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Dthinna Dthinnawan National Park


Explore the remote Dthinna Dthinnawan National Park via mountain bike, bushwalking or 4WD touring. Learn about the park’s Aboriginal cultural heritage and local wildlife.

Read more about Dthinna Dthinnawan National Park

Dthinna Dthinnawan National Park gives you a feeling of having stepped back in time. It’s a place that’s so peaceful, it’s entirely likely you won’t see any other people here at all. In fact, the park is only open to the public when they’re staying at the heritage Inverary Homestead.

The flat or gently undulating landscape of Dthinna Dthinnawan is dominated by wide-open woodland dotted with scattered hills and billabongs. Take your time and enjoy exploring the tranquil surroundings, whether it be travelling across the wide-open plains, which are full of wildlife, in a 4WD, or following some of the rugged trails by foot or on a mountain bike. Birdwatching, spotlighting, walking, and 4WD touring are all popular pastimes in this area.

Travelling the long straight dirt roads enveloped by trees, you’re likely to encounter kangaroos darting across the road and sometimes feeding with emus on the open plains during dawn and dusk. The park also provides habitat for a number of threatened bat species.

Highlights in this park

  • Horse ears at Dthinna Dthinnawan National Park. Photo: Sean Forde/OEH

    Dthinna Dthinnawan horse riding trails

    The horse riding trails in Dthinna Dthinnawan National Park offer short and long rides for endurance riders, casual riders and trail riding clubs alik...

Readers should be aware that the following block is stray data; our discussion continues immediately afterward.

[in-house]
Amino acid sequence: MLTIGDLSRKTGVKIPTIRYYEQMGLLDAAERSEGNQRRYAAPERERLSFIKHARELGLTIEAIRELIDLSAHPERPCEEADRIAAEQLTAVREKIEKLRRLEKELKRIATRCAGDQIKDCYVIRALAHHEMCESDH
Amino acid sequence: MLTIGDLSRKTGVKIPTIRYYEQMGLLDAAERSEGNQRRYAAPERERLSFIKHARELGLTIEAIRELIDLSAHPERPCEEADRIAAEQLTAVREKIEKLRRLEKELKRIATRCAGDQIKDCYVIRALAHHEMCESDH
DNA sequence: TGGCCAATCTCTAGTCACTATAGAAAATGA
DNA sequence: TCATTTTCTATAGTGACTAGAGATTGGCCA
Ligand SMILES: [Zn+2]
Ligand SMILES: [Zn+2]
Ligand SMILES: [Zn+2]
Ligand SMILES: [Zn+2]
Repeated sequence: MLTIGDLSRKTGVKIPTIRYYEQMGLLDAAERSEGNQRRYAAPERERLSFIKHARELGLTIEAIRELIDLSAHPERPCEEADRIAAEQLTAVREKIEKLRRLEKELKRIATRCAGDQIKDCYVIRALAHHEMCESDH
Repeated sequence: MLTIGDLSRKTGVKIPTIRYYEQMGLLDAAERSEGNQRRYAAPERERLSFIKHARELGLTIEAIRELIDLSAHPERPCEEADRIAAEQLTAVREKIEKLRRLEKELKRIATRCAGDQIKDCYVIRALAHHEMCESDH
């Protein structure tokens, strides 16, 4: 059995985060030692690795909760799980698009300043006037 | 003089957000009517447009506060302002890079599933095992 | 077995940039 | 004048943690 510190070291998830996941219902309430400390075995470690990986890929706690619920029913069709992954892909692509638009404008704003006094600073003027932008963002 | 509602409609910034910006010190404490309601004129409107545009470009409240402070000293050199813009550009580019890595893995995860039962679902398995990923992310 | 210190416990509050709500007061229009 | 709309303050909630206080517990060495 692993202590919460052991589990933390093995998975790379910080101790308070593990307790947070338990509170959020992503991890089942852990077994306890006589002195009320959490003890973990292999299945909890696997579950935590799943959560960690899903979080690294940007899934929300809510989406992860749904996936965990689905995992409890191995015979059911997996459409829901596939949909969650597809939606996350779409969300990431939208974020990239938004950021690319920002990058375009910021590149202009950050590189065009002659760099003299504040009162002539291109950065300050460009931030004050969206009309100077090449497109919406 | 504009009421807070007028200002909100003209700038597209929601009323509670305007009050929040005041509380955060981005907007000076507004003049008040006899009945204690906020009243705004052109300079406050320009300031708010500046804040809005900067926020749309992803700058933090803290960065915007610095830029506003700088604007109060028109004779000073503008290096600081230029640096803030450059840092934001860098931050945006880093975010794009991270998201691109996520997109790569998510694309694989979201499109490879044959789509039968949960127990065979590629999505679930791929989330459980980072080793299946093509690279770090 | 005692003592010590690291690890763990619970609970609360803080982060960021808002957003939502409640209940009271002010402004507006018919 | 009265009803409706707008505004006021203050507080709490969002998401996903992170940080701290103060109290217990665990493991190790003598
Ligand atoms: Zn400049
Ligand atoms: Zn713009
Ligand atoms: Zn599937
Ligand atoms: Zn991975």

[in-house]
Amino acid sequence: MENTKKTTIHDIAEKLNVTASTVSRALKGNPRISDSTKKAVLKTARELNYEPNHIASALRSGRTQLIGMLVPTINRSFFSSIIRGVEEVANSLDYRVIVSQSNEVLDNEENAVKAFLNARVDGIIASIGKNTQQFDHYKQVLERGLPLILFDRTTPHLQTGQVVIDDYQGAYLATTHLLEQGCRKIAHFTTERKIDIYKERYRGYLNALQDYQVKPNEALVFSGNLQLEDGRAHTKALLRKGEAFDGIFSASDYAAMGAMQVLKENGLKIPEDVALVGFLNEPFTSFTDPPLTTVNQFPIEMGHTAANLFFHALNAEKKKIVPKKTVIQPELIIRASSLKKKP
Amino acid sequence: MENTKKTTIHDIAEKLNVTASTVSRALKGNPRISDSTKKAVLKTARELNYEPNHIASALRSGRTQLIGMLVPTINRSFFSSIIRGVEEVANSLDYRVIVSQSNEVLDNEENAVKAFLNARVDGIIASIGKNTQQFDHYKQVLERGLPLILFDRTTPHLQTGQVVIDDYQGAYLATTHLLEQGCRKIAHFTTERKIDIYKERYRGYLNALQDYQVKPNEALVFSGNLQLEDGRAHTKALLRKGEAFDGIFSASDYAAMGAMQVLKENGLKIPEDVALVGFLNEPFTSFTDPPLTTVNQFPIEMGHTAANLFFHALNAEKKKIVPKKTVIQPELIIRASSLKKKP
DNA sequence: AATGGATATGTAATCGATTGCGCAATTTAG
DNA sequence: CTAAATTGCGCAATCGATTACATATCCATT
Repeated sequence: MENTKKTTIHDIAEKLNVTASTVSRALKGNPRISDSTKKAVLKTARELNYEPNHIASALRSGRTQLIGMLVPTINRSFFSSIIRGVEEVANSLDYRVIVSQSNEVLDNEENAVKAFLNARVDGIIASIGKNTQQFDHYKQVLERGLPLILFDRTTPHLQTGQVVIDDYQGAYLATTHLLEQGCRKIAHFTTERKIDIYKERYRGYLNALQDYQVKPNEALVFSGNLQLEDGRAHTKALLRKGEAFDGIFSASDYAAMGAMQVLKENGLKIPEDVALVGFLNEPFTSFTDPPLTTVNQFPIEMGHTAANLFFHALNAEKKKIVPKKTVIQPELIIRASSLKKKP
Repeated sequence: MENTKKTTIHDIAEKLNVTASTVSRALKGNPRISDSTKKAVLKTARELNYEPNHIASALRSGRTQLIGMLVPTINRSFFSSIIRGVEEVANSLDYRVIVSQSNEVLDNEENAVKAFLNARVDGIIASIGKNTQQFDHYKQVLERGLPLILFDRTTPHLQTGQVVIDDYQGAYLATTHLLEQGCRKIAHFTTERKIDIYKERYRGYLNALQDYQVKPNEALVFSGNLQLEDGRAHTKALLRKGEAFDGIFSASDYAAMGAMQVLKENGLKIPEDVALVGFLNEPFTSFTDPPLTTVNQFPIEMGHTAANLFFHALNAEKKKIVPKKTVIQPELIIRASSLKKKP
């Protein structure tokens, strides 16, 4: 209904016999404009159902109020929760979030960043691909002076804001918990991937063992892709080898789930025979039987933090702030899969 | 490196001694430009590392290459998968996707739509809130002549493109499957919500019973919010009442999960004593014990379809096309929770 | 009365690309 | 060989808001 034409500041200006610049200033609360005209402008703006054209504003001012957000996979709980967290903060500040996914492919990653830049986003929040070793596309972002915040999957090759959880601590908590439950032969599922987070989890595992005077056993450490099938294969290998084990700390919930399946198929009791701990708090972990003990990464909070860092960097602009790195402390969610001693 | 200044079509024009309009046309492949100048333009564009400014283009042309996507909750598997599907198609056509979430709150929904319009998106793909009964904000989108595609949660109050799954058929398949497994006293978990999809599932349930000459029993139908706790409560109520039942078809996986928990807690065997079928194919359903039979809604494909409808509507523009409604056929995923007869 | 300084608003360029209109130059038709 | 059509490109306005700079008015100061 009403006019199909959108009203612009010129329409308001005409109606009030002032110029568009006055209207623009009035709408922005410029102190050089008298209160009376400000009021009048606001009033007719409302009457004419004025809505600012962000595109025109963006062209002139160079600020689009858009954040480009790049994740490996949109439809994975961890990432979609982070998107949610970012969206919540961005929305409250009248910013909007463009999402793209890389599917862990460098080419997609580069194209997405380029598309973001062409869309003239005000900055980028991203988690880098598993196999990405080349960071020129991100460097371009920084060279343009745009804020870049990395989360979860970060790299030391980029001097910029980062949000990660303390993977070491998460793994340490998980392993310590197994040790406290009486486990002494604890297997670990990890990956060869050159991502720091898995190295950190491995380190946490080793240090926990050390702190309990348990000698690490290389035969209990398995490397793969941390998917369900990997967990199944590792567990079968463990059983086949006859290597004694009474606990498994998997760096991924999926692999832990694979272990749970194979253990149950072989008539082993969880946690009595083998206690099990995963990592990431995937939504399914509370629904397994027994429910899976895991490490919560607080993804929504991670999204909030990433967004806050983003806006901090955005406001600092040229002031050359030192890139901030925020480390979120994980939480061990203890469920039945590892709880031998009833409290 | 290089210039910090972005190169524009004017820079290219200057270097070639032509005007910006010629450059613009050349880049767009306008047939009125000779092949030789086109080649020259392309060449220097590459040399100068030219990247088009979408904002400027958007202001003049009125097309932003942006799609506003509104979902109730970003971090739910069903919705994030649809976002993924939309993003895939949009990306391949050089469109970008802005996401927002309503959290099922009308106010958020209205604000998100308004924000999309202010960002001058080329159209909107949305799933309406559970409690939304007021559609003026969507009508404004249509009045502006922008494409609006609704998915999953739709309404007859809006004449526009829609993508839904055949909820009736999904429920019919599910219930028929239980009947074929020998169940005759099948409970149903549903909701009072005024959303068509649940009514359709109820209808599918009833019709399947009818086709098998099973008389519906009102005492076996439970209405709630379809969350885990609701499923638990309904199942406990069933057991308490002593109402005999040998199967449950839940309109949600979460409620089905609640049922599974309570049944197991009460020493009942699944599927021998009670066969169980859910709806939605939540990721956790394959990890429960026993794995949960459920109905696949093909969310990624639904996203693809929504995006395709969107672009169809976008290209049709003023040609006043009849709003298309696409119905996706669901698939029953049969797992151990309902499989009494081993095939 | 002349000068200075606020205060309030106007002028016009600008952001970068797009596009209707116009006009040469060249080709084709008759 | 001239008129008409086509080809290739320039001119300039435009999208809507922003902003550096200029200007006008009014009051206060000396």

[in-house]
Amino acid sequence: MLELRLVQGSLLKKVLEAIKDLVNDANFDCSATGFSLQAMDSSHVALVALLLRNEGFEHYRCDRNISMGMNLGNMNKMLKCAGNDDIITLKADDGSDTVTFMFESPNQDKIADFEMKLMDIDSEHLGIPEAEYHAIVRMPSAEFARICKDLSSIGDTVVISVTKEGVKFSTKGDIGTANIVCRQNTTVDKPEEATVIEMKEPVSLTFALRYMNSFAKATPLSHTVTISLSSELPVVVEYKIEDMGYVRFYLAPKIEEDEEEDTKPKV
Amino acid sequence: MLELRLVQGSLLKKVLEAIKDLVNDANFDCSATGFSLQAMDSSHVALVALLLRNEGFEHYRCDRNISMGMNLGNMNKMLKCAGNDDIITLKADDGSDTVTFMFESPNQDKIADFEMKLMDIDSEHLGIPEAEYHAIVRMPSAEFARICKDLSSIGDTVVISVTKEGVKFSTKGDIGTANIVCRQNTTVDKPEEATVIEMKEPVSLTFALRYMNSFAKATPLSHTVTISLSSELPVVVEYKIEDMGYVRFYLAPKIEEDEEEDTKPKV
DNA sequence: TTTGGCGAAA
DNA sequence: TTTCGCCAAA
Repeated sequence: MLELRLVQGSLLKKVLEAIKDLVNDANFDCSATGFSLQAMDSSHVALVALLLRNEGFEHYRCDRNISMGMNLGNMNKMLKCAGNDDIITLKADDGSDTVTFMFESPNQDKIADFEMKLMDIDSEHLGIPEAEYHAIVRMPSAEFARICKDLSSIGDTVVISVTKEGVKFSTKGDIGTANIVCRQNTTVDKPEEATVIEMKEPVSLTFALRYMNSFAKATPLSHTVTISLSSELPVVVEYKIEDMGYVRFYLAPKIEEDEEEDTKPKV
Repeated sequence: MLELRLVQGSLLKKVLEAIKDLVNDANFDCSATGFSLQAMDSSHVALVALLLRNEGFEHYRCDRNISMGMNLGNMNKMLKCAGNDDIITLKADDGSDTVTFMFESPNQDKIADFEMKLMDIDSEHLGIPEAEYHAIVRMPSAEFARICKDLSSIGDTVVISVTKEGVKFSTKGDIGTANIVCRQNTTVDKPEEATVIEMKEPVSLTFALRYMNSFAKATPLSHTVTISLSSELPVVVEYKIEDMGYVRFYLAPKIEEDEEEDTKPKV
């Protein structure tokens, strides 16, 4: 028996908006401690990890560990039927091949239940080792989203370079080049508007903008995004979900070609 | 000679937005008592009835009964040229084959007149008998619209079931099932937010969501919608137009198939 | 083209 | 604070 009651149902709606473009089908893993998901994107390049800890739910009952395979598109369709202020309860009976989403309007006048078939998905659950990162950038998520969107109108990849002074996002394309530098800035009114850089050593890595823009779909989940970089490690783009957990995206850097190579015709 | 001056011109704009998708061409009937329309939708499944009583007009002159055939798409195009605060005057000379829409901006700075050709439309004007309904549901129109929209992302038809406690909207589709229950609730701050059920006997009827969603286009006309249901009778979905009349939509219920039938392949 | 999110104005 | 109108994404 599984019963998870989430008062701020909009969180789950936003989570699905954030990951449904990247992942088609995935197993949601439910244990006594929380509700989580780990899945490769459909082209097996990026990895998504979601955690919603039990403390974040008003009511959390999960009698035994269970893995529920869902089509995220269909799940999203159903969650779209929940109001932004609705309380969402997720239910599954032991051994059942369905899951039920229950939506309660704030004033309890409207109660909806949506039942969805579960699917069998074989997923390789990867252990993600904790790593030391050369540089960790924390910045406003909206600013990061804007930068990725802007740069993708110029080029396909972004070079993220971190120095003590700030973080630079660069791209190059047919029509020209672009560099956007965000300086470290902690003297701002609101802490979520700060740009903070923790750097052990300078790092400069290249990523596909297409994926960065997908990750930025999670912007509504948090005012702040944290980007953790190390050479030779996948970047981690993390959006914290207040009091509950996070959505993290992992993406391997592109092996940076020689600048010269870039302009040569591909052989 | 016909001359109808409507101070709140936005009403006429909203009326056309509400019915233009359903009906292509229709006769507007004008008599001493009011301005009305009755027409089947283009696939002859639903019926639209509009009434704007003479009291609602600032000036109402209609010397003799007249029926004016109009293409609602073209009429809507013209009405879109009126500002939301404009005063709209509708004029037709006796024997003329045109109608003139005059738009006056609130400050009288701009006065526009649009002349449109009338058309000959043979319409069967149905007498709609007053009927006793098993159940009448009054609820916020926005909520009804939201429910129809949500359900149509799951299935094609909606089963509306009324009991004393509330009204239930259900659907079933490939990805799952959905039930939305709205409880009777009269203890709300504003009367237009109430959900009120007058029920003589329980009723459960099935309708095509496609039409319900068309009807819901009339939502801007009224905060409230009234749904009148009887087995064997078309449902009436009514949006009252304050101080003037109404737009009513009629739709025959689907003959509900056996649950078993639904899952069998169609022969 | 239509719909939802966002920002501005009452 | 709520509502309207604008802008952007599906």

• Front view of Inverary Homestead in Dthinna Dthinnawan National Park. Photo: Michael van Ewijk/NSW Government

    Inverary Homestead

    The heritage Inverary Homestead offers bountiful wildlife, walking, mountain biking and 4WD touring in the Northern Tablelands.


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Edward River canoe and kayak trail, Murray Valley National Park. Photo: David Finnegan.

Conservation program:

Saving our Species conservation program

Saving our Species is a innovative conservation program in NSW. It aims to halt and reverse the growing numbers of Australian animals and plants facing extinction. This program aims to secure as many threatened species that can be secured in the wild as possible, for the next 100 years. 

Mountain pygmy possum (Burramys parvus). Photo: Cate Aitken


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Inverary Homestead, Dthinna Dthinnawan. Photo: Michael van Ewijk/NSW Government